As you try this technique for yourself, you’ll notice how much complex language we use. Sub in a use for a utilize. Be fast instead of expeditious. Develop skills not proficiencies. And A.U.Y.A. (Always Unpack Your Acronyms.)


As well as simple language, you’ll notice the power of metaphor and vivid language. Charismatic leaders use metaphors.⁷ Effective salespeople and marketers frequently use metaphors.⁸ In working through change management or business strategy we use metaphors to help people make sense of an uncertain future.⁹

A well-chosen metaphor and rich language can cut through the clutter. It makes connections, little mental hooks in your mind that make that statement both appealing and sticky, like a carrot cake.

Metaphors help people see the big picture, get on the same page, and connect dots. They aren’t literal, and they don’t have to be. We (usually) aren’t all seeing a big picture. We are not standing on the same page (there wouldn’t be room), and the dots connected are figurative ones, not literal ones.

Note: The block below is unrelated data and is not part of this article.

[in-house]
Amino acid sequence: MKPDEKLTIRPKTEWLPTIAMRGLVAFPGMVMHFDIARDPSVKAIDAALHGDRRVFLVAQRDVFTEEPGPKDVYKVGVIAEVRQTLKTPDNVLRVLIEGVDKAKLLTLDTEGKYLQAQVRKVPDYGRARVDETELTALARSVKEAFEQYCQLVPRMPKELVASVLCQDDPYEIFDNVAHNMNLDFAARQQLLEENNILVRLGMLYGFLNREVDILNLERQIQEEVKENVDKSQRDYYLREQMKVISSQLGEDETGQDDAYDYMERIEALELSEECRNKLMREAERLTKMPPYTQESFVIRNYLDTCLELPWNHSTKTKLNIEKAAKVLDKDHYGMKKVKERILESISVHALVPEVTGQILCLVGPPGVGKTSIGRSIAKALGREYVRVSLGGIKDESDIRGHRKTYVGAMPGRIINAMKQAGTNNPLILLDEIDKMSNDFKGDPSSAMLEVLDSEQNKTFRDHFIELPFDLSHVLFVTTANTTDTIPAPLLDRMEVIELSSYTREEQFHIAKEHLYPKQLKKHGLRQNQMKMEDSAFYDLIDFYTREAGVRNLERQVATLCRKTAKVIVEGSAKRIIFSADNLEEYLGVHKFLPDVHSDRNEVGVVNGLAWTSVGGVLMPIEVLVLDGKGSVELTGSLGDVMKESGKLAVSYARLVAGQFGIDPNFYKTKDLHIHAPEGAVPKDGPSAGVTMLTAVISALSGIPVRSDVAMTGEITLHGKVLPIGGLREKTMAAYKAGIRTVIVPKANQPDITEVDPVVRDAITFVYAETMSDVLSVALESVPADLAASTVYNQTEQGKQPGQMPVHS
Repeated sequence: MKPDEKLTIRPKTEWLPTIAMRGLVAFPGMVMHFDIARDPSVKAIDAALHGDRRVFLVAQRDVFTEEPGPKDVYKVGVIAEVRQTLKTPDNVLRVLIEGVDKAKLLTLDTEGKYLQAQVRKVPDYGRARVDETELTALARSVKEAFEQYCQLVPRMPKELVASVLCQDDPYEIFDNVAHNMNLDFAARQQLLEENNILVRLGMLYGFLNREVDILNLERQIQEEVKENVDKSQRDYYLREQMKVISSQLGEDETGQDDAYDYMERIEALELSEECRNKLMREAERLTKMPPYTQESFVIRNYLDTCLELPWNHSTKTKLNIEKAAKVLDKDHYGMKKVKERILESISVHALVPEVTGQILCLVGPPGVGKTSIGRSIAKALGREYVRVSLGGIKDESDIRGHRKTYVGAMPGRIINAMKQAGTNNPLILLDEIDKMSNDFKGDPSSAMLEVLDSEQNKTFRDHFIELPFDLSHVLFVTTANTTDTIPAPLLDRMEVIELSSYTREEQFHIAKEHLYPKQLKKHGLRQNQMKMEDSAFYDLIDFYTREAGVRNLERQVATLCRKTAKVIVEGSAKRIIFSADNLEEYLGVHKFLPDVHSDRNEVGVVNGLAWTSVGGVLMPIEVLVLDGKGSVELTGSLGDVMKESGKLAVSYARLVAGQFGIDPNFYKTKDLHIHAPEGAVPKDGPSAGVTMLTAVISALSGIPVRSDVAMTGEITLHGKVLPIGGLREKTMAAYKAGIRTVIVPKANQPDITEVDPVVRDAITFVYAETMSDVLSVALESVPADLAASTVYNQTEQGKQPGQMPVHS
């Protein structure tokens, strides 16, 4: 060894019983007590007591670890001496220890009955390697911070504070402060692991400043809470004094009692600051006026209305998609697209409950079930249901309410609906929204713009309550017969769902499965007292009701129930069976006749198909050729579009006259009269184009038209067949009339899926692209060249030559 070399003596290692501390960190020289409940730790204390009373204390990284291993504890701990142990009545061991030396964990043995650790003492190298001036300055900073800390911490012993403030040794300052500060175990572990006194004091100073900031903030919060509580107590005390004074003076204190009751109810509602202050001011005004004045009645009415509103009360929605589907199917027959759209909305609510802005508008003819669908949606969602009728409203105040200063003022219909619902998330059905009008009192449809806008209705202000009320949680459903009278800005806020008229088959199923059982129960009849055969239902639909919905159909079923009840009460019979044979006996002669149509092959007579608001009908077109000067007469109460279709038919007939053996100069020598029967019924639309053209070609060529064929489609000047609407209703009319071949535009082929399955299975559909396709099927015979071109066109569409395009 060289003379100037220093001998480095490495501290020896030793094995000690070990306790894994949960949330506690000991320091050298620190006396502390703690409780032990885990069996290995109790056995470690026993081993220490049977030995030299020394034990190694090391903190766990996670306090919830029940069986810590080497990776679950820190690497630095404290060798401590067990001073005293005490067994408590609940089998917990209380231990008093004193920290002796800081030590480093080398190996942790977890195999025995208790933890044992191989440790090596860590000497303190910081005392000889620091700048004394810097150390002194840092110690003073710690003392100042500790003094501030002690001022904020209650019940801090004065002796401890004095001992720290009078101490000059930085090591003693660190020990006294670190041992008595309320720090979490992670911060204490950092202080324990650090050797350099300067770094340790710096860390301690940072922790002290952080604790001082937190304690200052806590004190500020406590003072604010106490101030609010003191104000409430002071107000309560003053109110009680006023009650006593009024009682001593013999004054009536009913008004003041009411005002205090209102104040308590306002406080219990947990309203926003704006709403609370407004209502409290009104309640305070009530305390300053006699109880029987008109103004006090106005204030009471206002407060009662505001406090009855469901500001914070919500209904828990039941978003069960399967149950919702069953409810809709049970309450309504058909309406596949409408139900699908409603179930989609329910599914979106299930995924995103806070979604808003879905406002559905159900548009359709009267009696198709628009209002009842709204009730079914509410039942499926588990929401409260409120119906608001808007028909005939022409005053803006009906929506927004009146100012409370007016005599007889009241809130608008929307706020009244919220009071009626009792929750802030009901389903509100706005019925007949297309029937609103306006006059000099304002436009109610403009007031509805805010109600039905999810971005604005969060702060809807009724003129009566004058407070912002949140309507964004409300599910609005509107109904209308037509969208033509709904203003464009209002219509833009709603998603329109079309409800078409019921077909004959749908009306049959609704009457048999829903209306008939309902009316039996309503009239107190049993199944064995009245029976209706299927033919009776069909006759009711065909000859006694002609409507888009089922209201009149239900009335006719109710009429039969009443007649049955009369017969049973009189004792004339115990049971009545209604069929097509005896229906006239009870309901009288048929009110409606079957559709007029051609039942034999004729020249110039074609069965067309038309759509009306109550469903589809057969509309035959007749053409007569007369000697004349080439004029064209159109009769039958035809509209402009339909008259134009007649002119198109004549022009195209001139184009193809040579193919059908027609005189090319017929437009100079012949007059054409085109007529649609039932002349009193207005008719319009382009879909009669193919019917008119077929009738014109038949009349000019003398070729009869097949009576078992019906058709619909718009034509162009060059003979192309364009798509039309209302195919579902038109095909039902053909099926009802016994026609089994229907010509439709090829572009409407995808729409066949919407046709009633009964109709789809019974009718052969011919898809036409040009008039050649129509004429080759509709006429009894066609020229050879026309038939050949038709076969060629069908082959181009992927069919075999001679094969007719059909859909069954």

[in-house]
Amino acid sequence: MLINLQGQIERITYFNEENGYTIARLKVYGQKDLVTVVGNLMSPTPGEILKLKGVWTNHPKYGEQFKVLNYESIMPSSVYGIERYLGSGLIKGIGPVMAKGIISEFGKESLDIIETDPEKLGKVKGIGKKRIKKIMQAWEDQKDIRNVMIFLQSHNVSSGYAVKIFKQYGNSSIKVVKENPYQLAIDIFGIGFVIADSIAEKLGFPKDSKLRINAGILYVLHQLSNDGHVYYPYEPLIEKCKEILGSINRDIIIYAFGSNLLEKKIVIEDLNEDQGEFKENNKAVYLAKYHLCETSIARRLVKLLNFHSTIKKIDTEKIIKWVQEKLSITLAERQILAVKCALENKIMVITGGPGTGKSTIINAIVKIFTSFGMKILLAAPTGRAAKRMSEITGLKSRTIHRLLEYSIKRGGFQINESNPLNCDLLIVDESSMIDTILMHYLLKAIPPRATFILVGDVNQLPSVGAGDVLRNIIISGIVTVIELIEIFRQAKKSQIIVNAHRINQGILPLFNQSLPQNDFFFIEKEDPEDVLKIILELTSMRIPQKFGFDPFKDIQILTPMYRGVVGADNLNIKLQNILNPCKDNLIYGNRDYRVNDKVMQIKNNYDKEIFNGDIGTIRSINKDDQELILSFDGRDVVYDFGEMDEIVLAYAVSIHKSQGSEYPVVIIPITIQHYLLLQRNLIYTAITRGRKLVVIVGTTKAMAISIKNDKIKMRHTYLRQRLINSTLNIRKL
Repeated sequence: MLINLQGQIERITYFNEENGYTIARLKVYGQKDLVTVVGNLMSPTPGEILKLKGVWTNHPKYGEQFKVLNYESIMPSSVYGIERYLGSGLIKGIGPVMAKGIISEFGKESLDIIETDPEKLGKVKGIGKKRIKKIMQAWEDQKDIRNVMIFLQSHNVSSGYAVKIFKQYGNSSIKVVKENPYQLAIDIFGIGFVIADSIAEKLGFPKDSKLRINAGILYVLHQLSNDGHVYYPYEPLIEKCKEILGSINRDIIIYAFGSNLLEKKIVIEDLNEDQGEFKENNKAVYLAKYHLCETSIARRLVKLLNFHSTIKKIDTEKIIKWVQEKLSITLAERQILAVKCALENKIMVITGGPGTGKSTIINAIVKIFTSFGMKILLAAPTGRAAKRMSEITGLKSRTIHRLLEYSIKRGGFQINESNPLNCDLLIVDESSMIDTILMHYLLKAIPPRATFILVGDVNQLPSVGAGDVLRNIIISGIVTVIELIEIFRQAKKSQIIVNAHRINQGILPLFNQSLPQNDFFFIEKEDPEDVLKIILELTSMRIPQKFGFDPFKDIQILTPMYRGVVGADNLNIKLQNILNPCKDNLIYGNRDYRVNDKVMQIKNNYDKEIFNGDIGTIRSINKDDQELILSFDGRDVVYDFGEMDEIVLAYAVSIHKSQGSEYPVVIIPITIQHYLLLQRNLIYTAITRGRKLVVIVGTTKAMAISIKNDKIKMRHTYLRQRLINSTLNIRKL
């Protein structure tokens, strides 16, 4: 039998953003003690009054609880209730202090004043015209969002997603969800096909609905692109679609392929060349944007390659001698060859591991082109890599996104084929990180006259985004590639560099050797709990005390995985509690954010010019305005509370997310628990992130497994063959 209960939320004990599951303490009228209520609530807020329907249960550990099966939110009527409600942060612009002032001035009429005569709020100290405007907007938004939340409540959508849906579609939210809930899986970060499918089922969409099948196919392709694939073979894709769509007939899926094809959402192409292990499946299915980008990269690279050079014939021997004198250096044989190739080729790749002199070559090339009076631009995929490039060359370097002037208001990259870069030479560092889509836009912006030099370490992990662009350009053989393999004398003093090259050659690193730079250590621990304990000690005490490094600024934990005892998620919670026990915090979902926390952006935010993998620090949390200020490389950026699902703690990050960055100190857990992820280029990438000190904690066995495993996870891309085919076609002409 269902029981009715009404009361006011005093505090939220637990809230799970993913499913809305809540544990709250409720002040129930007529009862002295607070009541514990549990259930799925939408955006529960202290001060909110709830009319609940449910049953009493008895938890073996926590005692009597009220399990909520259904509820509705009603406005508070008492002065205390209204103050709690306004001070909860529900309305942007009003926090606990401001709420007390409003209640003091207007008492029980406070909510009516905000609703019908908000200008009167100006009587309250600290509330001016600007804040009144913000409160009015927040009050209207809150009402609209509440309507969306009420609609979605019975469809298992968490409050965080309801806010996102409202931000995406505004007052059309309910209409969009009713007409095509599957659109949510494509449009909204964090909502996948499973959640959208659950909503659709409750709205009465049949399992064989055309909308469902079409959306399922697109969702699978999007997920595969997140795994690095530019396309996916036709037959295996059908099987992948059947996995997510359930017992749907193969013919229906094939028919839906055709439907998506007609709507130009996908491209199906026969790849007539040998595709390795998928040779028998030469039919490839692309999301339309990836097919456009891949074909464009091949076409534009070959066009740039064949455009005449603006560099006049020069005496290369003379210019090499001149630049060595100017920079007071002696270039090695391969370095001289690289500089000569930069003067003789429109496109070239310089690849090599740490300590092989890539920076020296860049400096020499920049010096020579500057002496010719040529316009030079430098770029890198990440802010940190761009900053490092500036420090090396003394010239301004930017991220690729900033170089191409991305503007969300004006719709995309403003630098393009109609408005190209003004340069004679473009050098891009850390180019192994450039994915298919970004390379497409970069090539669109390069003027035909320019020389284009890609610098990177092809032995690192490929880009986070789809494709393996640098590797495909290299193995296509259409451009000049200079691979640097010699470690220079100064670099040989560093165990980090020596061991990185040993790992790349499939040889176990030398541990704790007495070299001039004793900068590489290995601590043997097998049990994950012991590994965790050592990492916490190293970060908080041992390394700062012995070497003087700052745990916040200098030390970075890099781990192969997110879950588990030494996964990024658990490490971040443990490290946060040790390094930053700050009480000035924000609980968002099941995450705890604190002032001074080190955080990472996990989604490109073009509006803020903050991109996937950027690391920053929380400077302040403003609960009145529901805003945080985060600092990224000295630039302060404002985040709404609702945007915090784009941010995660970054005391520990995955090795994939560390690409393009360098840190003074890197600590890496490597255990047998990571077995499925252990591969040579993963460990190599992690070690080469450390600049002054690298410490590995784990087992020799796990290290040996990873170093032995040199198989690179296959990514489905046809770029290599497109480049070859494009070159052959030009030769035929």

Stories paint vivid pictures with words. In business, stories are under-used and under-rated forms of information containers. Instead we default to PowerPoint slides and email. The right story, well-told, connects to an audience. It is far more memorable, more persuasive, more meaningful, than facts alone.

“A story does what facts and statistics never can: it inspires and motivates. Expert storytellers translate complex ideas into practical examples laced with strong emotional connections. The audience tunes in because they see themselves woven into the story.” ¹⁰